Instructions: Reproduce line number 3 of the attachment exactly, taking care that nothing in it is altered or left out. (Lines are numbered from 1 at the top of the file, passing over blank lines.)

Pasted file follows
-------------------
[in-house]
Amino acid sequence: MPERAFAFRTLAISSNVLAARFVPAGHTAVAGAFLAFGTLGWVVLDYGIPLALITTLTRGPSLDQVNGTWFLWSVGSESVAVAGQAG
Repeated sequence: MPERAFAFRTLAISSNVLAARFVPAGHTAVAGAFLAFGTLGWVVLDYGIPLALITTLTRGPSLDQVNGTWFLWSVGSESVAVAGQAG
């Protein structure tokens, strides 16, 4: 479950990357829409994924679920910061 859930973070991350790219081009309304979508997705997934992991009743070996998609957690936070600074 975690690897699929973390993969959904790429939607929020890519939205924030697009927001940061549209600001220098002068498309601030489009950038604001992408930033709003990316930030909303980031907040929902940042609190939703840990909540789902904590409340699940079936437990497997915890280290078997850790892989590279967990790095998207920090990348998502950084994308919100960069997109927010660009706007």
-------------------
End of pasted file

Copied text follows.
Repeated sequence: MPERAFAFRTLAISSNVLAARFVPAGHTAVAGAFLAFGTLGWVVLDYGIPLALITTLTRGPSLDQVNGTWFLWSVGSESVAVAGQAG